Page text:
Wolf predation on livestock in Greece
by Cat Urbigkit, Pinedale Online!
October 16, 2009
Here's the abstract from a new paper by Y. Iliopoulous, S. Sgardelis, V. Koutis and D. Savaris entitled "Wolf Depredation on Livestock in Central Greece:"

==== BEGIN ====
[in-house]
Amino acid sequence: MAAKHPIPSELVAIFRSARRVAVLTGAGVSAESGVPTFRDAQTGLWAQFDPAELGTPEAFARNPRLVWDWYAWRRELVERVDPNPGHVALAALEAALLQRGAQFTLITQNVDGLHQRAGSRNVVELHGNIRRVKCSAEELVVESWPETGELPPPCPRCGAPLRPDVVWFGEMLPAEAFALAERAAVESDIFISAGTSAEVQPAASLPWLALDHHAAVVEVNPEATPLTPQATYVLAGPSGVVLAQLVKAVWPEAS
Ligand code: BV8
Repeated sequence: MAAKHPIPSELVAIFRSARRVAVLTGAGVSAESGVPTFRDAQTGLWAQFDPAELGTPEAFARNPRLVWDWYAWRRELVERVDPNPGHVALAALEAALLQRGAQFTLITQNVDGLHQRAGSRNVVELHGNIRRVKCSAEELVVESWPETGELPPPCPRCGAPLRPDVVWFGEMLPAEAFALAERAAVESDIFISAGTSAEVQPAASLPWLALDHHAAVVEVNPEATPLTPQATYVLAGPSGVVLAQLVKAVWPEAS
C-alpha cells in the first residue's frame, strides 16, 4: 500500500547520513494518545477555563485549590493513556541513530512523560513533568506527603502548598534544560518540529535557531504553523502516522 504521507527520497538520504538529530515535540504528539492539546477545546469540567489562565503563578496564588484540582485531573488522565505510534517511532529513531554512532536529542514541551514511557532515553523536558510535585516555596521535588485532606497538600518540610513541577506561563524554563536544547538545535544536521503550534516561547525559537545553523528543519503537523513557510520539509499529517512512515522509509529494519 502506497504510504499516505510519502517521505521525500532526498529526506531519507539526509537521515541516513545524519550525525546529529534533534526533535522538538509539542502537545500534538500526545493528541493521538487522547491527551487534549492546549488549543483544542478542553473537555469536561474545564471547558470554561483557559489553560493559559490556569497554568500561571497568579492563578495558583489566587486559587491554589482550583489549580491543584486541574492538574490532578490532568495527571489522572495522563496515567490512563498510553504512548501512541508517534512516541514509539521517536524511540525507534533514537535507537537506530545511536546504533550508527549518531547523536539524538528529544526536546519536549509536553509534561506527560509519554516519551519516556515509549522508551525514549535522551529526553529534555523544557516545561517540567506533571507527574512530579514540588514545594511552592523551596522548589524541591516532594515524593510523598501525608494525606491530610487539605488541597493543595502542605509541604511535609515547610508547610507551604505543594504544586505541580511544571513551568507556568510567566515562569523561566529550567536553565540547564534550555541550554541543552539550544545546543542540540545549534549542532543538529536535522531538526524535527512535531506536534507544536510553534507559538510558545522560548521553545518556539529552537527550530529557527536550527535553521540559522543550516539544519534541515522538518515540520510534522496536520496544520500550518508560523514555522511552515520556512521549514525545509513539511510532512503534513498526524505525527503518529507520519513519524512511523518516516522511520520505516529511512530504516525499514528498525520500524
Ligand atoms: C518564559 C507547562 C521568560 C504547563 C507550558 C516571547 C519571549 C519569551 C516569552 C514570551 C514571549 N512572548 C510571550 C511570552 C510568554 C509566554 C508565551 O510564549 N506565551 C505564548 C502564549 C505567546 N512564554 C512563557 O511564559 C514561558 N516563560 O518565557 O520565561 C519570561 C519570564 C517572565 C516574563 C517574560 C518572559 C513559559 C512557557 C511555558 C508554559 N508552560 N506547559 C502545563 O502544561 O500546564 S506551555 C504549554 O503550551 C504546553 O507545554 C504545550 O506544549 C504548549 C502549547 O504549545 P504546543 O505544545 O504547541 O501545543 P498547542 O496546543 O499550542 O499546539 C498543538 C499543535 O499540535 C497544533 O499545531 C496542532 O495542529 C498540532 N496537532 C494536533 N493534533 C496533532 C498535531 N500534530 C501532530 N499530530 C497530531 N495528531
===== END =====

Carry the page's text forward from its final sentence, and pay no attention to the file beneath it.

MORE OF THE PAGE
"We studied wolf (Canis lupus Linnaeus, 1758) - livestock conflict in central Greece by investigating patterns of 267 verified wolf attacks on livestock for 21 months. Wolves attacked adult goats 43% and cattle 218% more than expected, whereas sheep 41% less than expected from their availability. Wolves killed less than four sheep or goats in 79%, and one cow or calf in 74% of depredation events, respectively. We recorded higher attack rates during wolf post-weaning season. Wolf attacks on strayed, or kept inside non predator- -proof enclosures, sheep and goats, were on average two to four times respectively more destructive than those when livestock was guarded by a shepherd. Sheepdog use reduced losses per attack. Optimal sheepdog number ranged from 3 to 9 animals depending on flock size. Losses per attack were positively related to the number of wolves involved. Total losses per farm were positively correlated with the size of livestock unit but percentage losses per capita increased with decreasing flock size. Management implications to mitigate livestock depredation are discussed."